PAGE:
What is Desertification?
Desertification is defined as a process of land degradation in arid, semi-arid and sub-humid areas due to various factors including climatic variations and human activities. Or, to put it in another way, desertification results in persistent degradation of dryland and fragile ecosystems due to man-made activities and variations in climate. Desertification, in short, is when land that was originally of another type of biome turns into a desert biome because of changes of all sorts. A huge issue that many countries have is the fact that there are large pockets of land that are going through a process that is known as desertification.
Overgrazing is the major cause of desertification worldwide. Other factors that cause desertification include urbanization, climate change, overdrafting of groundwater, deforestation, natural disasters and tillage practices in agriculture that place soils more vulnerable to wind. Desertification affects topsoil, groundwater reserves, surface runoff, human, animal and plant populations. Water scarcity in drylands limits the production of wood, crops, forage and other services that ecosystems provide to our community.
We already have the statistics for the future: the growth percentages of pollution, overpopulation, desertification. The future is already in place.
– Gunther Grass
According to UNESCO, one third of world’s land surface is threatened by desertification and across the world it affects livelihood of millions of people who depend on the benefits of ecosystems that drylands provides. Desertification is another major environmental concern and a major barrier to meeting human basic needs in drylands and are being constantly threatened by increases in human pressures and climatic variability. In this article, we’re going to give you an idea as to what are the causes of desertification, the effects that desertification has, and what we can do in order to deal with the problem at hand. Let’s take a closer look at all of these topics.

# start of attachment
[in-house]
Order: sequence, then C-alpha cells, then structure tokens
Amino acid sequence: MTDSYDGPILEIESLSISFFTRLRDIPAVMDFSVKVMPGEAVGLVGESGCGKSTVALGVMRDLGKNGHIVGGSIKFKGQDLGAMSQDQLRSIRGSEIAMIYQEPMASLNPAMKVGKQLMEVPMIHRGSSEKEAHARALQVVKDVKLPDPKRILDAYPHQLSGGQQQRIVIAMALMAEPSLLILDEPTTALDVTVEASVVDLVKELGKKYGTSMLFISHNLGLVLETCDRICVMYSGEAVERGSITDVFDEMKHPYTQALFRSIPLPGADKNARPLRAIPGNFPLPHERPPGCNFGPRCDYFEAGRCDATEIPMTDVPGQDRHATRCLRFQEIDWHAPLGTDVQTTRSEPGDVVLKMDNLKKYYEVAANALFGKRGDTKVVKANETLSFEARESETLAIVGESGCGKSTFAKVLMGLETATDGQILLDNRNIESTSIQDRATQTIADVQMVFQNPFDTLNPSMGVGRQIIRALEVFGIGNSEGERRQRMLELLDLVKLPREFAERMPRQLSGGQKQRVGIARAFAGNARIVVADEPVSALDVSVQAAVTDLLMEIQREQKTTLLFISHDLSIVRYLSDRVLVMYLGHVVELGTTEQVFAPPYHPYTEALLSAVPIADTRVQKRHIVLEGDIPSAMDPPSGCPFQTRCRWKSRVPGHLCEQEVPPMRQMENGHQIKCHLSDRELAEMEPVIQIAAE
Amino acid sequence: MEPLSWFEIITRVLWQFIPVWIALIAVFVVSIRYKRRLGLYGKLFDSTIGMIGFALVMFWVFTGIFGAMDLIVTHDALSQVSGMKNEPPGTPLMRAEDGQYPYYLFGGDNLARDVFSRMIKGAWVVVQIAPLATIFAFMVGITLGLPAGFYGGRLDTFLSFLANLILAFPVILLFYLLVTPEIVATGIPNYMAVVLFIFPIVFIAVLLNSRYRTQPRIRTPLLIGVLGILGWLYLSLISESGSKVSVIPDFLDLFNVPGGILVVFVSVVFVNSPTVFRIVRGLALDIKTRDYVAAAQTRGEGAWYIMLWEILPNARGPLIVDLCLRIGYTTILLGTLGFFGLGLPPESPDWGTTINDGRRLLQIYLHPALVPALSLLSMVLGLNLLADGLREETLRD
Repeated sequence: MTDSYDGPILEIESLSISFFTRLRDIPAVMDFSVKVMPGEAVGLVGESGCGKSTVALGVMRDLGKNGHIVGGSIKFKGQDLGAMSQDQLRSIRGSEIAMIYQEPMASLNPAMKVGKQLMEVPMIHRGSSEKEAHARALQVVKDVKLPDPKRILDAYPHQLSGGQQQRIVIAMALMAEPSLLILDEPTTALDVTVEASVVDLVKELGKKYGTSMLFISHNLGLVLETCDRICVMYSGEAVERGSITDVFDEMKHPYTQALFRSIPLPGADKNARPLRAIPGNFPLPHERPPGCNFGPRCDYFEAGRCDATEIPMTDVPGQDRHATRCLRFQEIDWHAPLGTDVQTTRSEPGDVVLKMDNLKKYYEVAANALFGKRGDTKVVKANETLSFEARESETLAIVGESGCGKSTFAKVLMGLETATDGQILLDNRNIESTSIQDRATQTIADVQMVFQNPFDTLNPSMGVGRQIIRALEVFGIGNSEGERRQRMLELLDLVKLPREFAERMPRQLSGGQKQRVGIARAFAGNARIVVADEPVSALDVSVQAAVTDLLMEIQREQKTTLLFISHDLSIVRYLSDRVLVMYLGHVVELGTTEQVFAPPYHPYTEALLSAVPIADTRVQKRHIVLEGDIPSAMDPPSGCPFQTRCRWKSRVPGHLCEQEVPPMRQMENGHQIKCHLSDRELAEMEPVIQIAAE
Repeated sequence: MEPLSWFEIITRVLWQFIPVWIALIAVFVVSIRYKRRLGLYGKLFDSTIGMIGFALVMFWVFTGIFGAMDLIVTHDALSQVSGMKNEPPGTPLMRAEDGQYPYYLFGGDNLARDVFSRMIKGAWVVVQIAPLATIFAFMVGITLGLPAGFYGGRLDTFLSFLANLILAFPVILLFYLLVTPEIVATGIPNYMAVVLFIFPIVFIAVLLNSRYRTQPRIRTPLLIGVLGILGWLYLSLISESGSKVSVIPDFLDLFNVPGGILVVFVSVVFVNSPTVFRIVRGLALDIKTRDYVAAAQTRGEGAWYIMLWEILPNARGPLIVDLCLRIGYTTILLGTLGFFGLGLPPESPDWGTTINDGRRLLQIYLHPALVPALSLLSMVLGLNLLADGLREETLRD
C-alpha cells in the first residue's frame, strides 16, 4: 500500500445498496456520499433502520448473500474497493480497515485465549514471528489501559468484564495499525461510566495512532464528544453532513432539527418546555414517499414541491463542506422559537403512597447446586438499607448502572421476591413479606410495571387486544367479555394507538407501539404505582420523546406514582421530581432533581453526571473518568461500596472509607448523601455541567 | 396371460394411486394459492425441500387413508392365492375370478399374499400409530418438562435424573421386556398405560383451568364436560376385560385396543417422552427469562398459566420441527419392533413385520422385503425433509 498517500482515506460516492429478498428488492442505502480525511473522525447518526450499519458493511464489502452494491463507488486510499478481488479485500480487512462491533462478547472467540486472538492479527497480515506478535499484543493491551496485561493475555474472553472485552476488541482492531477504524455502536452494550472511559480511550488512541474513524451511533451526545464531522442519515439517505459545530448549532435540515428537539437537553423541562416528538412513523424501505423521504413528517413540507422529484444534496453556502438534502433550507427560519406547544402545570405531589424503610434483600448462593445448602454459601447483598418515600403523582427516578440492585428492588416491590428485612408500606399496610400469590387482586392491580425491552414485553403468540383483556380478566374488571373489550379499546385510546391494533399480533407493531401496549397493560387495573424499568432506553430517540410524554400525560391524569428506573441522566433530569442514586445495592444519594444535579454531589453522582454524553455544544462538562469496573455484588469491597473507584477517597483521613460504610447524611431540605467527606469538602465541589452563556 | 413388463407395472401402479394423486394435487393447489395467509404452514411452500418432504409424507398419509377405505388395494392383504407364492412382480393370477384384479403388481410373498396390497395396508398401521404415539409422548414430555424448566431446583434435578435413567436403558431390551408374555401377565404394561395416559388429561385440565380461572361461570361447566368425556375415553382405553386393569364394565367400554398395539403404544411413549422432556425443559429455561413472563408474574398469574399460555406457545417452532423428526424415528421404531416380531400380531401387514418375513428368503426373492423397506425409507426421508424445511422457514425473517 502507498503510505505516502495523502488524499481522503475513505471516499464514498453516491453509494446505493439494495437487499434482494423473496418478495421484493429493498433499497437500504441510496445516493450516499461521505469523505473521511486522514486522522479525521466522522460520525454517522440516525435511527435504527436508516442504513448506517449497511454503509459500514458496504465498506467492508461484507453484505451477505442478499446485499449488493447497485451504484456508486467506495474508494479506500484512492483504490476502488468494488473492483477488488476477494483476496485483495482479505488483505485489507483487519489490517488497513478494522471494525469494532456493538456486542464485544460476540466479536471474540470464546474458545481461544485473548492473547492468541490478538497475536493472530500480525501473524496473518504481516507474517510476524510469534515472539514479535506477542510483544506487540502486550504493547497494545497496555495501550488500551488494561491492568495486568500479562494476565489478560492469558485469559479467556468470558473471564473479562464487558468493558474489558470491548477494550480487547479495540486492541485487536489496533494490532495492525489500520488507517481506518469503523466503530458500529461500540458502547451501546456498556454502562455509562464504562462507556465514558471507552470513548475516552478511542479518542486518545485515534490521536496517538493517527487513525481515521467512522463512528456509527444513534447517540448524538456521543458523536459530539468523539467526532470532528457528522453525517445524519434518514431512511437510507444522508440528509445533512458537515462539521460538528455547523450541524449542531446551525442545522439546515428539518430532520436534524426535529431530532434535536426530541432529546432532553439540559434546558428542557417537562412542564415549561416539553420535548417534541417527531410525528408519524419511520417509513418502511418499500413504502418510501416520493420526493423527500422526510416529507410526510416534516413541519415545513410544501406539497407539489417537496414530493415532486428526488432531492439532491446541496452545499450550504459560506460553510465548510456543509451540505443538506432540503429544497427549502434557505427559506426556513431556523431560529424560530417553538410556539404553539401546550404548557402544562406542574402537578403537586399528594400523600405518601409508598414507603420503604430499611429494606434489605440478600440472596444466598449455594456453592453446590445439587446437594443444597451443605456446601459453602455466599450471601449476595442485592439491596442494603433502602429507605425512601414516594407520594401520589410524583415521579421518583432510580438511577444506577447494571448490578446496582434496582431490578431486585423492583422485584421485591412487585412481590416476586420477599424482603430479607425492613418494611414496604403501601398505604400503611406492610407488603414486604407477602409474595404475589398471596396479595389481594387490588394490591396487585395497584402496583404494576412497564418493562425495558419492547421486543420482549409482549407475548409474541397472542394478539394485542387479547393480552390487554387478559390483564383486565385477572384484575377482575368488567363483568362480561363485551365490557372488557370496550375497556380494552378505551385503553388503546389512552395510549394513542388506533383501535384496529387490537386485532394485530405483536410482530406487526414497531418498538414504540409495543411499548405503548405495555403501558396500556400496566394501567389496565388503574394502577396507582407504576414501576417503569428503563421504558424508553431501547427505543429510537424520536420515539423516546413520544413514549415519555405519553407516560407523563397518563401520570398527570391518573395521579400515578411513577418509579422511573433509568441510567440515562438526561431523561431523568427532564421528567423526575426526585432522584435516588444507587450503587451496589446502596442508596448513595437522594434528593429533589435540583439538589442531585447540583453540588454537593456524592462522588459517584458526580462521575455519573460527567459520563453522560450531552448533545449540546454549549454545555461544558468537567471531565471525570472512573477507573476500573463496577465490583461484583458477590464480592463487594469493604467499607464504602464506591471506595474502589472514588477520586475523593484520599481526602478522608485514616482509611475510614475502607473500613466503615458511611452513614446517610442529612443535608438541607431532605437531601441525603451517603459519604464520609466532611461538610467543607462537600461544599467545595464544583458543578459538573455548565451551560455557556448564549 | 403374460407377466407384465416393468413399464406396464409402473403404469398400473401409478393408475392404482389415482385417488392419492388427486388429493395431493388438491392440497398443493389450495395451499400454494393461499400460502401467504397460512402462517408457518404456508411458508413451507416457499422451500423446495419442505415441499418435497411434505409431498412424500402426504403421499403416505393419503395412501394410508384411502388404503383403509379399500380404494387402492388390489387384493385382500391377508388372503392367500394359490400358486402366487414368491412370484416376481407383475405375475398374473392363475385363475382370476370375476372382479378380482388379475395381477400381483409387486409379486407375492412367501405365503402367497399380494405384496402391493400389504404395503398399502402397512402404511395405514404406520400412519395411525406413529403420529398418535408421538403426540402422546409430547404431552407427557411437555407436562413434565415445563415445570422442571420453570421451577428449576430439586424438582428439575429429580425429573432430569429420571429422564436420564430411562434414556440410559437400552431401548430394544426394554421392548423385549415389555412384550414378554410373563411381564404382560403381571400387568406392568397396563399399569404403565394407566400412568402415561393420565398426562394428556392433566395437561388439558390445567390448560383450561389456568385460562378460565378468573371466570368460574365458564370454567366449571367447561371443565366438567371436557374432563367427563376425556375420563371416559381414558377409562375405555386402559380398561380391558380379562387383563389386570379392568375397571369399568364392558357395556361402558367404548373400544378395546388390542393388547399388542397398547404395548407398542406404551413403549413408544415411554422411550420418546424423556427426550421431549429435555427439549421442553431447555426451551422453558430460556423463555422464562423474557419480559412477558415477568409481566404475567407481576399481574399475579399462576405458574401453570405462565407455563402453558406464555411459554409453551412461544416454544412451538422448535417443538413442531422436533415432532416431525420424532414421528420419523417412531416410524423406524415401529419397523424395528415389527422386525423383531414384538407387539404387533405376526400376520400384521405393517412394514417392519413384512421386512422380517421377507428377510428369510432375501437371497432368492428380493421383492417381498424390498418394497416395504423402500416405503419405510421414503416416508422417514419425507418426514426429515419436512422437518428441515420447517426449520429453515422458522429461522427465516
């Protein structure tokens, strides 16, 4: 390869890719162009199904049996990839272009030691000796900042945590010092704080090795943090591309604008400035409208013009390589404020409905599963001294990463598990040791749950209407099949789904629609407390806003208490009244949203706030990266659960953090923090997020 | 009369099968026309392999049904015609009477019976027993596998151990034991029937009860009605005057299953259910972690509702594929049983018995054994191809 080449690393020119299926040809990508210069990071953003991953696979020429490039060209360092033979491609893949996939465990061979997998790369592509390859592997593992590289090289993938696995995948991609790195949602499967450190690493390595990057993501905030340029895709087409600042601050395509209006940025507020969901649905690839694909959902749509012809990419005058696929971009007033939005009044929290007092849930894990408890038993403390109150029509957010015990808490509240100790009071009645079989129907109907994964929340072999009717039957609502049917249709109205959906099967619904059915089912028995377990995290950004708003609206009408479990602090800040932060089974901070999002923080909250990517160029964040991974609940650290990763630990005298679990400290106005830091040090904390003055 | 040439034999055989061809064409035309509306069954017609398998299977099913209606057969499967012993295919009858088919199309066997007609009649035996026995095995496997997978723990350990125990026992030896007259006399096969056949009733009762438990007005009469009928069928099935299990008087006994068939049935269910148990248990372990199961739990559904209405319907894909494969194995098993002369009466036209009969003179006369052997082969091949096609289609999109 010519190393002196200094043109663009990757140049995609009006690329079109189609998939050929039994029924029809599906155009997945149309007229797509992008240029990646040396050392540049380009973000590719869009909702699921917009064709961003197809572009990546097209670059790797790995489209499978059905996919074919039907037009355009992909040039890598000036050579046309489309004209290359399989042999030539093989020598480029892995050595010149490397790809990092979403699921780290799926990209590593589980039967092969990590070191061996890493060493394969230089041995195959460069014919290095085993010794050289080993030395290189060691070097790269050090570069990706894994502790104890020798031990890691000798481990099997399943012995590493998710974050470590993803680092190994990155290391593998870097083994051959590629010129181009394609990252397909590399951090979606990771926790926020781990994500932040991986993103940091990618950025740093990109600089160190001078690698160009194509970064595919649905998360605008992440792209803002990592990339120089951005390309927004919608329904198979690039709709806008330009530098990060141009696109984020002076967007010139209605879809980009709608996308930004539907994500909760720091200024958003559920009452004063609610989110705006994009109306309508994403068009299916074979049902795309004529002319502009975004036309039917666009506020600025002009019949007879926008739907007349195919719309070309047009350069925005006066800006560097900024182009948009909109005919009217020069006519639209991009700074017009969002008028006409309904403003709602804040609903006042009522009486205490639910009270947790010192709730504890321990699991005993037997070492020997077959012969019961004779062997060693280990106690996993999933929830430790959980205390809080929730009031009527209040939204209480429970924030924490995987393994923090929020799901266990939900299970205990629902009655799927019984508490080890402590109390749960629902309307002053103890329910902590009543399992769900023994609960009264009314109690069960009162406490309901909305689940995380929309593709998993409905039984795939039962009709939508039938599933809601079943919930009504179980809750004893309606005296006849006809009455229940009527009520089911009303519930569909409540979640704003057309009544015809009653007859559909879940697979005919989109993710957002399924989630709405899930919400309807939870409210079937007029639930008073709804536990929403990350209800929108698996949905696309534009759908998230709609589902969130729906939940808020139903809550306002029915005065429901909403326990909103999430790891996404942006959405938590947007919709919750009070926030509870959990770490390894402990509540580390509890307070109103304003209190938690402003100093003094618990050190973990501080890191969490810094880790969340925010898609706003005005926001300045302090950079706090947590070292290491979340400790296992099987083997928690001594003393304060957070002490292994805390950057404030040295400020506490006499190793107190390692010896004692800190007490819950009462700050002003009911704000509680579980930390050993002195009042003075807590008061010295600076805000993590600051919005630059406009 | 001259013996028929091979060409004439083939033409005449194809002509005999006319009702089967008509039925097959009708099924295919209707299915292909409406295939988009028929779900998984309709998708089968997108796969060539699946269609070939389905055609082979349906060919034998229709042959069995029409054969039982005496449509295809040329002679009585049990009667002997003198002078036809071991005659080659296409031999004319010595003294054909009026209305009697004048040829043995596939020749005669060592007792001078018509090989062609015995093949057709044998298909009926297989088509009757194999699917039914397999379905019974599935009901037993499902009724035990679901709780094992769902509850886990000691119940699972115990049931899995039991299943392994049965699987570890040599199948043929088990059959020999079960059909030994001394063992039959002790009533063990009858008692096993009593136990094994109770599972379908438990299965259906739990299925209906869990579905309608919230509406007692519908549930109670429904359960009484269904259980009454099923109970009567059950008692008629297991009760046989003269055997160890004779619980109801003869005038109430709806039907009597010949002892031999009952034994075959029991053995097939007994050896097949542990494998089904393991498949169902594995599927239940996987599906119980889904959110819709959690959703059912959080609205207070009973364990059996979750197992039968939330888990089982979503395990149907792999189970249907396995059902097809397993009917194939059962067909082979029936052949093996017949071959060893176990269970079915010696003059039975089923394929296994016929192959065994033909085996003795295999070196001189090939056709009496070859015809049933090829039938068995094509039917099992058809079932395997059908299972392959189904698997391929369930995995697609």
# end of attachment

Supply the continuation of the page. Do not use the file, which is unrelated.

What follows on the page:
According to Wikipedia,
“Desertification is a type of land degradation in which a relatively dry land region becomes increasingly arid, typically losing its bodies of water as well as vegetation and wildlife. It is caused by a variety of factors, such as climate change and human activities. Desertification is a significant global ecological and environmental problem.”
Causes of Desertification
- Overgrazing: Animal grazing is a huge problem for many areas that are starting to become desert biomes. If there are too many animals that are overgrazing in certain spots, it makes it difficult for the plants to grow back, which hurts the biome and makes it lose its former green glory.
- Deforestation: When people are looking to move into an area, or they need trees in order to make houses and do other tasks, then they are contributing to the problems related to desertification. Without the plants (especially the trees) around, the rest of the biome cannot thrive.